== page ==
For the first time the crowns of Castile and Aragon   were united under the same king (Isabella had not been sovereign queen   in Aragon).

Charles arrived in his new kingdoms in autumn of   1517. His regent Jiménez de Cisneros came to meet him, but fell ill   along the way, not without a suspicion of poison, and died before   meeting the King.

Due to the irregularity of assuming the royal title,   when his mother, the legitimate queen, was alive the negotiations with   the Castilian Cortes in Valladolid (1518) proved difficult, and in the   end Charles was accepted under the following conditions: he would learn   to speak Castilian; he would not appoint foreigners; he was prohibited   from taking precious metals from Castile; and he would respect the   rights of his mother, Queen Joanna. The Cortes paid homage to him in   Valladolid in February 1518. After this, the king departed to the   kingdom of Aragon, and he managed to submit the resistance of the   Aragonese Cortes and Catalan Cortes also, and finally he was recognized king of Aragon jointly with his mother.

Charles was accepted as sovereign, even though the   Spanish felt uneasy with the Imperial style. Spanish monarchs until then   had been bound by the laws; the monarchy was a contract with the   people. With Charles it would become more absolute, even though until   his mother's death in 1555 Charles did not hold the full kingship of the   country.

Soon resistance against the Emperor rose because of   the heavy taxation (funds that were used to fight wars abroad, most of   which Castilians had no interest in) and because Charles tended to   select Flemings for high offices in Spain and America, ignoring   Castilian candidates. The resistance culminated in the Castilian War of   the Communities, which was suppressed by Charles. After this, Castile   became integrated into the Habsburg empire, and would provide the bulk   of the empire's military and financial resources.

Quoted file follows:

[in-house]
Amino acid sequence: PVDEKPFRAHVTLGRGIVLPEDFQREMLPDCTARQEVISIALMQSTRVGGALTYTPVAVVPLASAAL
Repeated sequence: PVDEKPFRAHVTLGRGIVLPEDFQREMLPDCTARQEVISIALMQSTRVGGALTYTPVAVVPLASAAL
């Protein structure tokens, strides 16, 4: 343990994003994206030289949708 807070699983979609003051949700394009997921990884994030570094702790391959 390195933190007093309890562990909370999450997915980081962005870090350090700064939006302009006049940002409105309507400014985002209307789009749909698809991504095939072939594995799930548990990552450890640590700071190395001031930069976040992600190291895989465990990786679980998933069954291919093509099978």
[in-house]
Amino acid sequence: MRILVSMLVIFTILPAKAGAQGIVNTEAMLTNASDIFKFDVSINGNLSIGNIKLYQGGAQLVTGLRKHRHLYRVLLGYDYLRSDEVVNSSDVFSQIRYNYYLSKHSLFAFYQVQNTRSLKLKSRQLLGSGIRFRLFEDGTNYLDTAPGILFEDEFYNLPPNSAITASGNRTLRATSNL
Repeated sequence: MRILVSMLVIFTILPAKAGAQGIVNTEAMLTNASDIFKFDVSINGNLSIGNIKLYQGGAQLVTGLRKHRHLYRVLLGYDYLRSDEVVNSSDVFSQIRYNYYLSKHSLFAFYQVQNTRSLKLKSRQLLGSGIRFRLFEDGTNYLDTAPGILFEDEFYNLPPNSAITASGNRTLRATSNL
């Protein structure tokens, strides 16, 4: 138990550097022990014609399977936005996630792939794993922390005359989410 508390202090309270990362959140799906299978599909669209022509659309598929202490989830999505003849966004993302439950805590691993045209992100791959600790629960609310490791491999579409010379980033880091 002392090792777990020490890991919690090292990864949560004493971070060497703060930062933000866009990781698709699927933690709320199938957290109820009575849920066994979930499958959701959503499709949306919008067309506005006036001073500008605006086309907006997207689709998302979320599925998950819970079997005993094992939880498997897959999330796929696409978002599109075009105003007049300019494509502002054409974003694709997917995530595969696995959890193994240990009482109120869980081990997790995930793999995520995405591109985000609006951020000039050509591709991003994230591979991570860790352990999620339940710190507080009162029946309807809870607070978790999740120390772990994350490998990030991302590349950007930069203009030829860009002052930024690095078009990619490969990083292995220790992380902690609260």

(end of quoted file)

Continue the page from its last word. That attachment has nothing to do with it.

After the death of his paternal grandfather,   Maximilian, in 1519, he inherited the Habsburg lands in Austria. He was   also the natural candidate of the electors to succeed his grandfather.   With the help of the wealthy Fugger family, Charles defeated the   candidacy of Francis I of France and was elected on 28 June 1519. In   1530, he was crowned Holy Roman Emperor by Pope Clement VII in Bologna,   the last Emperor to receive a papal coronation.

Charles was Holy Roman Emperor over the German   states, but his real power was limited by the princes. Protestantism   gained a strong foothold in Germany, and Charles was determined not to   let this happen in the Netherlands. An inquisition was established as   early as 1522. In 1550, the death penalty was introduced for all heresy.   Political dissent was also firmly controlled, most notably in his place   of birth, where Charles, assisted by the Duke of Alba, personally   suppressed the Revolt of Ghent in mid-February 1540.

Much of Charles's reign was taken up by conflicts   with France, which found itself encircled by Charles's empire and still   maintained ambitions in Italy. The first war with Charles's great   nemesis Francis I of France began in 1521. Charles allied with England   and Pope Leo X against the French and the Venetians, and was highly   successful, driving the French out of Milan and defeating and capturing   Francis at the Battle of Pavia in 1525. To gain his freedom, the French   king was forced to cede Burgundy to Charles in Treaty of Madrid (1526).